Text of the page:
Jan. 20th, 2016

darchildre: the master reading war of the worlds (reading)
Unexpected bonuses of reading a lot of Revolutionary-era American history:

- This is not era-specific, but...so, I am the kind of person who likes to read or listen to or watch the same story over and over. I love new adaptations of my favorite books, I love to read something and then listen to an audiobook of the same thing, I love retellings of my favorite stories. (This is probably a large part of the reason that I read so much fanfiction. And also why I like comics so much.) History is great for that. If I read about an event in one book, there are probably ten other books that want to tell me about the same event, but differently: from another perspective, with a different focus, with new details. So you get the same story but not in the same words and I can experience it again without the fatigue that can sometimes result from experiencing it again in exactly the same way. (I have now read, like, three different books that covered the siege of Boston, I am not tired of it yet, this is awesome.)

- Every once in a while, someone mentions a landmark from the area where I grew up and I get really excited. It's mostly river names. The Brandywine! The Susquehanna! The Rappahannock! I haven't heard those names in years - I had forgotten how beautiful the word "Susquehanna" is.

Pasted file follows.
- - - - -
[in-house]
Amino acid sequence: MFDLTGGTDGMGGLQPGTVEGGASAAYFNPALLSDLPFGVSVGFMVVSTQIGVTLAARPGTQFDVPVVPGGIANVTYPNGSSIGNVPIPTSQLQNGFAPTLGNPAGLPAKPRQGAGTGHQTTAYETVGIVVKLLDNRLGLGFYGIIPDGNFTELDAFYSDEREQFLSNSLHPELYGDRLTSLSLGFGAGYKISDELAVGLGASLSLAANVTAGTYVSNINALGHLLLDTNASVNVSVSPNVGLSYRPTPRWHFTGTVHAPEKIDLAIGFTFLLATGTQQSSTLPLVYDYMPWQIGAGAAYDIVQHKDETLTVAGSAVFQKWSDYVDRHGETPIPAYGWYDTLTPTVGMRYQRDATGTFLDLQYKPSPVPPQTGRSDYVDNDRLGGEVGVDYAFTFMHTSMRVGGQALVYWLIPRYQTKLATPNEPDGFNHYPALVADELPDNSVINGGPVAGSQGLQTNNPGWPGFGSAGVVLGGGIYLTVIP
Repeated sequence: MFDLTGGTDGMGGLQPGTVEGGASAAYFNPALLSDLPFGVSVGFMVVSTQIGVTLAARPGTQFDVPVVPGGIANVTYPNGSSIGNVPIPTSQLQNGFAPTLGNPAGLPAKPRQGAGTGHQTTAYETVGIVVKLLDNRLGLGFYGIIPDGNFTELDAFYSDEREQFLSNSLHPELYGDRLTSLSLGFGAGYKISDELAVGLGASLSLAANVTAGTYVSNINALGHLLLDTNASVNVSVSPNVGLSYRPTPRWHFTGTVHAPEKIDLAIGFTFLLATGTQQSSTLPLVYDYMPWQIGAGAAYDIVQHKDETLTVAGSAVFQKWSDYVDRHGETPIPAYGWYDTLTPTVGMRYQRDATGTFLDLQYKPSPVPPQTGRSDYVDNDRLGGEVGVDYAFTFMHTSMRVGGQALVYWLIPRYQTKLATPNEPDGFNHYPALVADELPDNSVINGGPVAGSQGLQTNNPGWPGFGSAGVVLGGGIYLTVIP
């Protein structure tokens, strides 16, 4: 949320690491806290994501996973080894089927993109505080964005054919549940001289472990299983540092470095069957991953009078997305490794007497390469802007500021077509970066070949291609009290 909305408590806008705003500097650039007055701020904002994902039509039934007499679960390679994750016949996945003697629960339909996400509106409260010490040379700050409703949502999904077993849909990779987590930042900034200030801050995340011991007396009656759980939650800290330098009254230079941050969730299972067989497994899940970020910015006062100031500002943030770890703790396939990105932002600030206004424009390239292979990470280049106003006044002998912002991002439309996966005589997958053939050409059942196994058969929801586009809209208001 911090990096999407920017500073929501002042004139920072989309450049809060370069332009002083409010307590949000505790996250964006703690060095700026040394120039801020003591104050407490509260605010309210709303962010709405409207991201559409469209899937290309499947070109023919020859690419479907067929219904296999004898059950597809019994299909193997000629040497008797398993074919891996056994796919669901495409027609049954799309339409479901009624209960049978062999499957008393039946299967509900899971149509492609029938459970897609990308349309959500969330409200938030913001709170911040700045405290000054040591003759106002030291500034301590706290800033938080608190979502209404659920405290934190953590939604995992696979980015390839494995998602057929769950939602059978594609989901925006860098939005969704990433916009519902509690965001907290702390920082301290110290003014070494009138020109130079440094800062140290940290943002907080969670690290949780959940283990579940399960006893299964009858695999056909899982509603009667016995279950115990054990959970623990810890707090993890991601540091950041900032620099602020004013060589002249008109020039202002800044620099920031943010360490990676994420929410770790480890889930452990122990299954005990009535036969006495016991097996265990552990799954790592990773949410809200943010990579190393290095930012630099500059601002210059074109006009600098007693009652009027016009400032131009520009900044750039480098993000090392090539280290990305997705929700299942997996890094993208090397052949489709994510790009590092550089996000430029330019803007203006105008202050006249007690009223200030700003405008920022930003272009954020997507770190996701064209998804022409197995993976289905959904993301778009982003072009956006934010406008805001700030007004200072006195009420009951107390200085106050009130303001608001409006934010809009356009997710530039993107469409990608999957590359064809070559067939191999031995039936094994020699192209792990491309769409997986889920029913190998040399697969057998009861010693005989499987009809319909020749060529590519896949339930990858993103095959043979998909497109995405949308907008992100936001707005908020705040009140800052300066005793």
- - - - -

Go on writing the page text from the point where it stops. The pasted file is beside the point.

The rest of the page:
Somehow unexpected disadvantages of reading a lot of history:

- Everyone dies. This is obvious and I should have fully realized it going in but everyone dies, and it's terrible, and I am not okay. In fiction you can pretend they didn't die.

- Also, it is even harder to explain to people that you are upset about people in history dying. If people ask you why you seem down and you tell them that a fictional character died in your book and you're sad about it, they might be taken aback for a moment but they usually sort of get it. If you tell them that, say, George Washington died in your book and you're sad about it, people kinda blink at you like "He's been dead for a while now, shouldn't you be over it?"



This has been Sara's Adventures in Reading History.

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Renfield

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